Links I like (weekend edition)

Links

Kindle deals for Christian readers

Amazon’s Big Deal sale is now on, with tons of great eBooks on sale. Here are a few standouts:

Several volumes of the Holman Commentary series are also on sale for $1.99 each:

Today is also the last day to take advantage of this week’s eBook deals from Crossway:

 The Nine Types Of Christians You Meet On Facebook

Yep.

Cage-Stage Calvinism

R.C. Sproul:

Cage-stage Calvinists are identifiable by their insistence on turning every discussion into an argument for limited atonement or for making it their personal mission to ensure everyone they know hears—often quite loudly—the truths of divine election. Now, having a zeal for the truth is always commendable. But a zeal for the truth that manifests itself in obnoxiousness won’t convince anyone of the biblical truth of Reformed theology. As many of us can attest from personal experience, it will actually push them away.

A Good Mentor Points Out the Cliffs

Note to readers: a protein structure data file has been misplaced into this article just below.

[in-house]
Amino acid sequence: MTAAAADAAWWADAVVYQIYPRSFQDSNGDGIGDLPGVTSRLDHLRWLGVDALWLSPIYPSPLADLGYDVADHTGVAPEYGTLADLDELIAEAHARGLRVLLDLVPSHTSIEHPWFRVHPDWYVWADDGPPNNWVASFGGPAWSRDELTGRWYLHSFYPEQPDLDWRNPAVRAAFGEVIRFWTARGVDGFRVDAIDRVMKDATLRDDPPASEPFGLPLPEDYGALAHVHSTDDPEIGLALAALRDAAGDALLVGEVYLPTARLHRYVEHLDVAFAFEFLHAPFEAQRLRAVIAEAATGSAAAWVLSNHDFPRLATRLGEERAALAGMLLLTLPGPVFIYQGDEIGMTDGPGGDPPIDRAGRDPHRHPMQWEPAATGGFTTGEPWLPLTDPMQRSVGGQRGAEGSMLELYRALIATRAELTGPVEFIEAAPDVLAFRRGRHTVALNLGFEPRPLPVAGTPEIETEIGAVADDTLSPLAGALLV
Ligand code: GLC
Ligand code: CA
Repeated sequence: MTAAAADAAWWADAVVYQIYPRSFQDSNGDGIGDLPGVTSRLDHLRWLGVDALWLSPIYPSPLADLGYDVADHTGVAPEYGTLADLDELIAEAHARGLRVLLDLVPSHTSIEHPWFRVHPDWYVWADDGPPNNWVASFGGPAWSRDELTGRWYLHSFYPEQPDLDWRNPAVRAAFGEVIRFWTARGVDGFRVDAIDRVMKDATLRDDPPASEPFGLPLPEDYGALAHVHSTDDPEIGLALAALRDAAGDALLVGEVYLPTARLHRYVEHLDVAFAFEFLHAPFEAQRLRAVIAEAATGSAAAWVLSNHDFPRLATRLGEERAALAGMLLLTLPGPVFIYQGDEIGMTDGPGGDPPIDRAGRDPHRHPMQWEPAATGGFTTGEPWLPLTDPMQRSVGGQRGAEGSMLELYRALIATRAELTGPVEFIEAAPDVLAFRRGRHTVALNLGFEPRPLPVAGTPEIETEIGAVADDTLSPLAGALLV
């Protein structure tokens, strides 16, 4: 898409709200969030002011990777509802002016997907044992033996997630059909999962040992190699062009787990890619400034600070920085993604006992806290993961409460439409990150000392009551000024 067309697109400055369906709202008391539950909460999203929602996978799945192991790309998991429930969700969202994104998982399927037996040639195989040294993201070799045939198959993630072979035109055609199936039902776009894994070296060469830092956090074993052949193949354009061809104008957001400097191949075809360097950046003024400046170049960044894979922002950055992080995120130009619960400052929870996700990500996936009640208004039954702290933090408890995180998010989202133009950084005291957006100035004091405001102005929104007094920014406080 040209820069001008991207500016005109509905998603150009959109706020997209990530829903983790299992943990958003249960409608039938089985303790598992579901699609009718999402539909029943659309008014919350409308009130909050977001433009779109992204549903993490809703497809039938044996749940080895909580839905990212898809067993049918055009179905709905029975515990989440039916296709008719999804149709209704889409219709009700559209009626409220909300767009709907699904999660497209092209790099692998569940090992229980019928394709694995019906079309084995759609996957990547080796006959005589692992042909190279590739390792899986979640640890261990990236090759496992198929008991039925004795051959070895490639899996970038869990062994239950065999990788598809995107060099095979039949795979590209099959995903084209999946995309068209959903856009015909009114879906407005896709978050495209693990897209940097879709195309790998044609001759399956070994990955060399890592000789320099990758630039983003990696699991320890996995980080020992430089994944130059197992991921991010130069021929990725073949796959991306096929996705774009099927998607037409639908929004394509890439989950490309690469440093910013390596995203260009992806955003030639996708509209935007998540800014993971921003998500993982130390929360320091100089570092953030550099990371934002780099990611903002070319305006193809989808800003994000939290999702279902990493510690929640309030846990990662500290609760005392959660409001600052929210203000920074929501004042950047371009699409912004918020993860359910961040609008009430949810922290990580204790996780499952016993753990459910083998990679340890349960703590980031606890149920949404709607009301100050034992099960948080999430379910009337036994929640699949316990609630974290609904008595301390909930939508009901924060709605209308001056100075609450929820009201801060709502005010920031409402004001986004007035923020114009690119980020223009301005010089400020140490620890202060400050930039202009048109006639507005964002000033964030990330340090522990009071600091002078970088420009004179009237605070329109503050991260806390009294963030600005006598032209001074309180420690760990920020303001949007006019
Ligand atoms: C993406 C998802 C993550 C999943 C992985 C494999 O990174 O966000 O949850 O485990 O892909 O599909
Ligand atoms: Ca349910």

Mike Leake:

This is why we need mentors. We need people who have felt the pull of the plummet. We need those who have tasted the lustrous fruit and found it empty—men and women who know where the edge of the cliff is to be found.

Why Can’t the Church Just Agree to Disagree on Homosexuality?

Kevin DeYoung:

All of these third ways regarding homosexuality end up the same way: a behavior the Bible does not accept is treated as acceptable. “Agree to disagree” sounds like a humble “meet you in the middle” com­promise, but it is a subtle way of telling conservative Christians that homosexuality is not a make-or-break issue and we are wrong to make it so. No one would think of proposing a third way if the sin were racism or human trafficking. To countenance such a move would be a sign of moral bankruptcy. Faithfulness to the Word of God compels us to view sexual immorality with the same seriousness. Living an ungodly life is contrary to the sound teaching that defines the Christian (1 Tim. 1:8-11; Titus 1:16). Darkness must not be confused with light. Grace must not be confused with license. Unchecked sin must not be con­fused with the good news of justification apart from works of the law. Far from treating sexual deviance as a lesser ethical issue, the New Testament sees it as a matter for excommuni­cation (1 Corinthians 5), separation (2 Cor. 6:12-20), and a temptation for perverse compromise (Jude 3-16).

Links I like

Links

Free resources for March

This month’s free book for Logos Bible Software is 1 Corinthians by Roy Harrisville. Over at Christian Audio, you can get The Case for the Real Jesus by Lee Strobel free (along with a number of other titles reduced to $4.98).

Free Gospel Project live event